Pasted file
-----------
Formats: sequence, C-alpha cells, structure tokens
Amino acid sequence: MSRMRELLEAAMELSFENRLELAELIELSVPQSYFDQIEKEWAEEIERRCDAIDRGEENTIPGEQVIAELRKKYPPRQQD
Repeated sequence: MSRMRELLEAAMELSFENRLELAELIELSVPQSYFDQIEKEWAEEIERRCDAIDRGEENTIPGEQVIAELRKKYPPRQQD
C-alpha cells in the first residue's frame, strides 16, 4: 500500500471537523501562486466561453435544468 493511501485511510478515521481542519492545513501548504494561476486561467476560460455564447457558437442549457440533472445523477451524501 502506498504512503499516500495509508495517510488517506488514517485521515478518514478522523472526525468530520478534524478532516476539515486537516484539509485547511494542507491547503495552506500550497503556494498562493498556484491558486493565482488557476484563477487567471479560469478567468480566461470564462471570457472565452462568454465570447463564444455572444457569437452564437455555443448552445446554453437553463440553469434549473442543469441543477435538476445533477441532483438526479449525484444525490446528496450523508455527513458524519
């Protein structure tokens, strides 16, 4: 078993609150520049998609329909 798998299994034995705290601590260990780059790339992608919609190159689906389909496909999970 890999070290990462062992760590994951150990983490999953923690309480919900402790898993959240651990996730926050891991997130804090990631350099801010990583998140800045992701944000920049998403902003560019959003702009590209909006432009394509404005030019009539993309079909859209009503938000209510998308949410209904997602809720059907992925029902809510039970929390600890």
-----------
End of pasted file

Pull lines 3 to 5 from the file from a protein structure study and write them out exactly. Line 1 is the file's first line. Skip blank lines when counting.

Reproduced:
Repeated sequence: MSRMRELLEAAMELSFENRLELAELIELSVPQSYFDQIEKEWAEEIERRCDAIDRGEENTIPGEQVIAELRKKYPPRQQD
C-alpha cells in the first residue's frame, strides 16, 4: 500500500471537523501562486466561453435544468 493511501485511510478515521481542519492545513501548504494561476486561467476560460455564447457558437442549457440533472445523477451524501 502506498504512503499516500495509508495517510488517506488514517485521515478518514478522523472526525468530520478534524478532516476539515486537516484539509485547511494542507491547503495552506500550497503556494498562493498556484491558486493565482488557476484563477487567471479560469478567468480566461470564462471570457472565452462568454465570447463564444455572444457569437452564437455555443448552445446554453437553463440553469434549473442543469441543477435538476445533477441532483438526479449525484444525490446528496450523508455527513458524519
């Protein structure tokens, strides 16, 4: 078993609150520049998609329909 798998299994034995705290601590260990780059790339992608919609190159689906389909496909999970 890999070290990462062992760590994951150990983490999953923690309480919900402790898993959240651990996730926050891991997130804090990631350099801010990583998140800045992701944000920049998403902003560019959003702009590209909006432009394509404005030019009539993309079909859209009503938000209510998308949410209904997602809720059907992925029902809510039970929390600890």